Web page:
Near Jamestown in Newport County, Rhode Island — The American Northeast (New England)
Whale Rock Lighthouse
What resembles a submarine on the surface just over a mile southwest of this point is all that remains of the Whale Rock Lighthouse.
Whale Rock is a flat ledge about a half acre in size, yet it claimed at least eight ships and six lives before the U.S. Lighthouse Board recommended building a lighthouse in 1872. It then took Congress nine years to appropriate $35,000 to build it. Whale Rock is a caisson lighthouse, known as a "spark-plug" because of its shape. The structure had a three-story living area with kitchen and a water cistern below and a light (referred to as the lantern) on top. It was generally similar to Plum Beach Lighthouse built in 1899 that is just north of the Jamestown Verrazzano Bridge.
Although the rocks are only a third of a mile from the shore, building the lighthouse wasn't easy. Work could only be done at low tide and in calm seas. First, a large ring was cut into the rock to prepare for the placement of a cast-iron caisson, which was then filled with concrete. By autumn of 1881 only the foundation was finished when storms halted construction The following year the prefabricated cast iron tower
Exposed to the full force of the weather, Whale Rock was not a desirable location for keepers. Storms often prevented personnel from going ashore and once there, it was often impossible to return for days. The round walls made it feel like living in a tube and the quarters were cold and cramped.
On September 21, 1938, the Great Hurricane of 1938 struck the Rhode Island coast with little warning. Whale Rock Light Assistant Keeper Walter B. Eberle was at his post that day. Eberle, a 20-year Navy veteran, his wife, and six children lived on the mainland. He had purposely relieved Keeper Dan Sullivan early, knowing a rising sea would hinder Sullivan from safely rowing ashore. The storm's 100 miles per hour plus winds and increasingly higher waves tore the structure to pieces and the cast iron tower washed away, along with Eberle. His body was never found. The remains of the lighthouse, lying on its side, are on the seabed.
After the structure was destroyed, the Coast Guard mounted a whistle buoy 300 yards east of Whale Rock to advise navigators of the hazard. This wave activated buoy produced sound using compressed air. However, local residents complained about the "mournful" noise that it made, and soon it was replaced with a gong buoy.
As each year passes, more and more of the base
A lighthouse symbolizes strength, safety, guidance and salvation - a light in the darkness. It is a symbol of humanity, and the keepers are legendary for courage and sacrifice. Walter Eberle kept the flame of hope burning in the face of this region's worst natural disaster.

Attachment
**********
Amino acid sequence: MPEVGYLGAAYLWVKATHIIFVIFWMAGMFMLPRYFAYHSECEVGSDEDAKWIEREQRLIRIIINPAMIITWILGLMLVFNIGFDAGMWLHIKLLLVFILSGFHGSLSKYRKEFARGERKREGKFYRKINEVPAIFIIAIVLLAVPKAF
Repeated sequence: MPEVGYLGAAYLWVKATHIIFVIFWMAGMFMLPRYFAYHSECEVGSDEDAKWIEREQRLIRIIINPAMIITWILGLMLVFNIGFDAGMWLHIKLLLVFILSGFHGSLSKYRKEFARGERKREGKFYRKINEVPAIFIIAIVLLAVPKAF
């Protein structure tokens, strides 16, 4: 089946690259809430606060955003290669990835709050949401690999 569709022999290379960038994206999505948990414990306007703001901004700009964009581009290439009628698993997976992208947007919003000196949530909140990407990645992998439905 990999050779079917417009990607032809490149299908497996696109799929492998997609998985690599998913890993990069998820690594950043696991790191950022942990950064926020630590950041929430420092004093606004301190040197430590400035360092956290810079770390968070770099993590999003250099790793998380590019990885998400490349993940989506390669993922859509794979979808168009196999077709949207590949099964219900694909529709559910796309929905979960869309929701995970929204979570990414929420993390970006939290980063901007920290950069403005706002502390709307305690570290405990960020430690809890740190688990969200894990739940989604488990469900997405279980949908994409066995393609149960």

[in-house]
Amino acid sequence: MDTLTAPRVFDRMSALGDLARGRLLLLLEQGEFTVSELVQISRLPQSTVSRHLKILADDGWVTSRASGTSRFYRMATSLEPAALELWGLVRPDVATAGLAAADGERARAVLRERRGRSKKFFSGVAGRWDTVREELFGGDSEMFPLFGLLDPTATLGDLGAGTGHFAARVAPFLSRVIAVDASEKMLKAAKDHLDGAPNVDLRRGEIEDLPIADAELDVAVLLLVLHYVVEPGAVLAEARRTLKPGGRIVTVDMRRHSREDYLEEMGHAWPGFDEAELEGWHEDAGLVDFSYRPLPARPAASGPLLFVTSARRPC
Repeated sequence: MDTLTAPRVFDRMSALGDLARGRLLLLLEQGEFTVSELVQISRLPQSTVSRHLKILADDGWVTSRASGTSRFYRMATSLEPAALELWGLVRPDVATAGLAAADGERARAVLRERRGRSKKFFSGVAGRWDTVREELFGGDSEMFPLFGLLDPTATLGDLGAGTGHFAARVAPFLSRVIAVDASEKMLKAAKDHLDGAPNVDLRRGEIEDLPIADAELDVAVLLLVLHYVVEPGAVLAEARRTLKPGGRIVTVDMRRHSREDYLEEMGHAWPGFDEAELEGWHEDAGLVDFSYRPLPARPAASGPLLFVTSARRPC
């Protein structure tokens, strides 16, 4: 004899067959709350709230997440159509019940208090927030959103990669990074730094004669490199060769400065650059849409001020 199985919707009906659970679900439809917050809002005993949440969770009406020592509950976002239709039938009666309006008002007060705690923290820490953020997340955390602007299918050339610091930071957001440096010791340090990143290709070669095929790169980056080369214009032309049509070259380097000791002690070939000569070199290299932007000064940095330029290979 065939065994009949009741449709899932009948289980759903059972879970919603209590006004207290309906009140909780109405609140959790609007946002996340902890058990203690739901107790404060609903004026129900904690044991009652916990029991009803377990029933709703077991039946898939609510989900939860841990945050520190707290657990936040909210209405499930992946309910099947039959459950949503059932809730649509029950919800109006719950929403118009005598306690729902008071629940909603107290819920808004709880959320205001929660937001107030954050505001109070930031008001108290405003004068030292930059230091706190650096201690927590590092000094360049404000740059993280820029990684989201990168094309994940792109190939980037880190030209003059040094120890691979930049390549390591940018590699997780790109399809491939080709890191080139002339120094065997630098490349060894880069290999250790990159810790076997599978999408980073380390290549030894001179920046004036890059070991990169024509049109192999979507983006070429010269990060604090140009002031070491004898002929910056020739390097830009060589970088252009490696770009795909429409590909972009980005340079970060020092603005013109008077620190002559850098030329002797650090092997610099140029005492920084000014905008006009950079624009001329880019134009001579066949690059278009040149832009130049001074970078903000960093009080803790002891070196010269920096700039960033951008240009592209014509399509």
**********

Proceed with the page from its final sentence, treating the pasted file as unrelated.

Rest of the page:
David S. Robinson, undersea archaeologist, September 25, 2008.
Erected by Beavertail Lighthouse Museum Association.
Topics and series. This historical marker is listed in these topic lists: Disasters • Industry & Commerce • Waterways & Vessels. In addition, it is included in the Lighthouses series list. A significant historical date for this entry is September 21, 1938.
Location. 41° 26.967′ N, 71° 23.982′ W. Marker is near Jamestown, Rhode Island, in Newport County. Marker is on Beavertail Road south of Clarkes Village Road, on the left when traveling south. This marker is located in the Beavertail State Park, on the grounds of the Beavertail Lighthouse complex, just off of the southwest corner of the existing lighthouse Touch for map. Marker is in this post office area: Jamestown RI 02835, United States of America. Touch for directions.
Other nearby markers. At least 8 other markers are within walking distance of this marker. The Assistant Keeper's House (here, next to this marker); The West Passage to Narragansett Bay (here, next to this marker); History of the Beavertail Light Station (a few steps from this marker); The Granite Light Tower (a few steps from this marker); Fog Signal Building (within shouting distance of this marker); The Keeper's House (within shouting distance of this marker); Oil Storage Building (within shouting distance of this marker); The 1749 Foundation (within shouting distance of this marker). Touch for a list and map of all markers in Jamestown.
Credits. This page was last revised on June 16, 2016. It was originally submitted on September 14, 2015, by Dale K. Benington of Toledo, Ohio. This page has been viewed 290 times since then and 3 times this year. Photos: 1, 2, 3, 4, 5, 6, 7, 8, 9, 10. submitted on September 15, 2015, by Dale K. Benington of Toledo, Ohio.